Oxfam applauds World Bank’s rejection of trickle-down economics, and recognition of the huge inequality challenge

Oxfam is encouraged by World Bank President Dr. Jim Yong Kim’s rejection of trickle-down economics and his clear stance on the enormous challenge inequality poses across the world.

October 1, 2015

Oxfam is encouraged by World Bank President Dr. Jim Yong Kim’s rejection of trickle-down economics and his clear stance on the enormous challenge inequality poses across the world. Jim Kim’s speech at the US Institute of Peace today comes just as Oxfam is warning of 200 million people in Latin America and the Caribbean being at risk of falling back into poverty over the next eight years due to worsening inequality in the region (1).

Nicolas Mombrial, Head of Oxfam’s Washington D.C. office, said the following in response to the World Bank President’s speech:  “Jim Kim rightly points out that the very wealthiest are capturing an excessive share of the proceeds from growth and too often this enriches only those at the top and does not benefit the poorest. 

“Time and again wealthy political and economic elites not only capture growth, but rig rules to be in their favor. Just a few months ago, the IMF said making the rich richer is bad for growth. The World Bank is finishing off the job the IMF started here by debunking the myth of trickle-down economics - the spoils of the extremely wealthy do not benefit the rest of us. 

“The World Bank’s focus on the bottom 40%, and recognition that drivers of inequality need to be addressed, is good news. But by refusing to look at the richest 10%, a distorted picture may be created that fails to reflect the problem Jim Kim identifies: an elite is frequently capturing growth at the expense of the poorest.

“To tackle the growing challenge of inequality, concrete measures are needed. Jim Kim is right to point to investment in universal free and public health and education, and social protection programs. There is a huge need for countries to collect more taxes in a fairer manner to finance public services and social welfare. Unfortunately, as Jim Kim details, in too many countries the rich and the multinationals are not paying their fair tax share and many are doing everything they can to dodge their duty to pay tax.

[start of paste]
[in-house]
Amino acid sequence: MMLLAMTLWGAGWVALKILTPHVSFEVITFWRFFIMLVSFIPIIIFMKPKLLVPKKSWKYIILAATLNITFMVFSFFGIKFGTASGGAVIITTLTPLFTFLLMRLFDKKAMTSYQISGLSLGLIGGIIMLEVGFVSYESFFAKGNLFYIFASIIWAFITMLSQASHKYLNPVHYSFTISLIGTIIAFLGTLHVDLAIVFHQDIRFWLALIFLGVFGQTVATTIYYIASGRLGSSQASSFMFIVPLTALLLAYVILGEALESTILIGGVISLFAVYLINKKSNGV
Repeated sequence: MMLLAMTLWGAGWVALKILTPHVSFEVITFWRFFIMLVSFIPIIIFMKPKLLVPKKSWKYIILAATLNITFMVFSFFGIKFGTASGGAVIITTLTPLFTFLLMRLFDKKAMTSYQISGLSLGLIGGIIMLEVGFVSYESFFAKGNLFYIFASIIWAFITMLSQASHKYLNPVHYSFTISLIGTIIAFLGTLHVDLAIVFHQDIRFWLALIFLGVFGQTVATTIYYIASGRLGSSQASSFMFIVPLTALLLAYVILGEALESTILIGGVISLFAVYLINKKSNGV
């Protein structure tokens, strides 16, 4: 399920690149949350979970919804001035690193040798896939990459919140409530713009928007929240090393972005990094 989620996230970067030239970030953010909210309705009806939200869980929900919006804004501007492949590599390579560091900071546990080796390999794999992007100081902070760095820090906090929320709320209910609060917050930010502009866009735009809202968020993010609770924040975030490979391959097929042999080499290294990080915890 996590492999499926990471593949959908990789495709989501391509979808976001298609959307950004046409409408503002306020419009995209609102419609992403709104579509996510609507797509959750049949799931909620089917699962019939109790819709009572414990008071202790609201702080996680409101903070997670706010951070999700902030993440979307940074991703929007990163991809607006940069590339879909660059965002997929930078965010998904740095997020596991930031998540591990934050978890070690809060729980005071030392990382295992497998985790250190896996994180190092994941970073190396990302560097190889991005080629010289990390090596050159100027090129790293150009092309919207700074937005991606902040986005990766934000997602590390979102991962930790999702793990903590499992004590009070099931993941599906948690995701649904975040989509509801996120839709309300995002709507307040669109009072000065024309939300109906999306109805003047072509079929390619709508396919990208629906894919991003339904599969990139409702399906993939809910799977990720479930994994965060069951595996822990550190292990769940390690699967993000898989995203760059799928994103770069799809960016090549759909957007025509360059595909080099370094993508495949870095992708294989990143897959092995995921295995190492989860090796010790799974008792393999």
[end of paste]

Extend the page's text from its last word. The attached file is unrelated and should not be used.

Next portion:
“Jim Kim is correct to refer to tax dodging by multinational companies as a form of corruption that hurts the poor and that’s why we need global tax reforms addressing this. The current OECD BEPS process ignores these pivotal issues, which are especially important for developing countries.  

“At the upcoming Annuals in Lima, Jim  Kim needs to support a process that has all countries are on an equal footing so an international corporate tax system is created that works in the interest of the majority – not the vested interests of the few.”

Notes to editors

  • Oxfam report, Privileges that Deny Rights: Extreme Inequality and the Hijacking of Democracy in Latin America and the Caribbean, available here: //www.oxfam.org/en/research/privileges-deny-rights
  • The OECD/G20 led Base Erosion and Profit Shifting (BEPS) process to tackle the artificial shift of corporate profits to tax havens is falling short to reflect the interest of developing countries and will not ensure multinationals will be taxed where they do business.  Oxfam is calling for this new process to embrace all governments and relevant organizations for a more legitimate and representative dialogue. 

Simon Hernandez-Arthur, in Washington D.C.: simon.hernandezarthur@oxfaminternational.org / +1 (585) 503 4568